Scottish Executive unveils Recognition funding scheme - Museums Association

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Scottish Executive unveils Recognition funding scheme

The Scottish Executive has agreed to fund a Scottish equivalent of the English museum's Designation Scheme, for museums with 'nationally significant' collections.
Jane Morris
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Last month it announced a grant of £1m over two years to be managed by the Scottish Museums Council (SMC).

Under the scheme, museums can apply to become one of Scotland's Recognised Collections of National Significance. The applications will be considered by a panel of experts chaired by Douglas Connell, former chairman of the Scottish Arts Council's Lottery Committee.

Museums will have to demonstrate 'that the collection is of such importance and quality that it is worthy of formal recognition as a Recognised Collection' and, as a secondary requirement, the organisation's 'commitment to collections management and public services'.

At the time of going to press, no museums had made formal notifications of interest, but it is likely that major local authority collections, such as those in Glasgow, Dundee and Aberdeen, will be among the candidates. Once a museum is Recognised it can apply for a share of the fund.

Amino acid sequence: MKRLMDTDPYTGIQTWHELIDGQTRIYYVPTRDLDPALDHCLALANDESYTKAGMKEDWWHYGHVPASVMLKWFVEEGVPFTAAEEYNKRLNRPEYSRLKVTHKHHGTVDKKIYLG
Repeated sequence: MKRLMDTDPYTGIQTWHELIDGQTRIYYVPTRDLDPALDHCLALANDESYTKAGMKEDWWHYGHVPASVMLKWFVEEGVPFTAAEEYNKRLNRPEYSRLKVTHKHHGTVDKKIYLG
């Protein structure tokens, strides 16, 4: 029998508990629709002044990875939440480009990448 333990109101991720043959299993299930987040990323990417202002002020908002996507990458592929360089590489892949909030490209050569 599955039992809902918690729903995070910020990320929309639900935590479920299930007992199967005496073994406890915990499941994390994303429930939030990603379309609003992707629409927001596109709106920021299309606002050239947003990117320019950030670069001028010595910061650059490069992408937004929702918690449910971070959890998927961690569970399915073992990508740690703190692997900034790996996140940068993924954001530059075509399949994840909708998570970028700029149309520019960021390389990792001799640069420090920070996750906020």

According to the SMC, the chief difference between Recognition and Designation is that museums will be able to apply for Recognition each year (Designation had fixed rounds), and the funding can be used for revenue, not just one-off capital projects.

Joanne Orr, the director of the SMC, said it was an important step for non-national Scottish museums. 'For years, central government wanted nothing to do with funding non-nationals. But the Scottish Executive is now recognising the importance of the collections outside the nationals.

'We have high hopes that we can use this scheme to improve standards of public service delivery and collections management, and show the executive that our museums are worth more investment in future.'

The executive currently gives £1m a year to the Regional Development Challenge Fund (RDCF) until 2007, and a further £440,000 a year to three industrial museums - the Scottish Mining Museum, the Scottish Maritime Museum and the Scottish Fisheries Museum. The executive has said that as soon as these three museums gain Recognition, the £440,000 will be added to the central Recognition fund.

The future of the RDCF is currently unknown, but Orr hopes the money will continue. There are options in year two of Recognition for Recognised museums to partner with museums
that are not in the scheme.

Fergus Waters, the director of the Scottish Mining Museum, welcomed the scheme. 'It is a really important initiative by the Scottish Executive,' he said. 'We will have to go through the same Recognition process as everyone else, and if we are successful we will have to argue our case for funding along with all the other Recognised museums.'

Jane Morris

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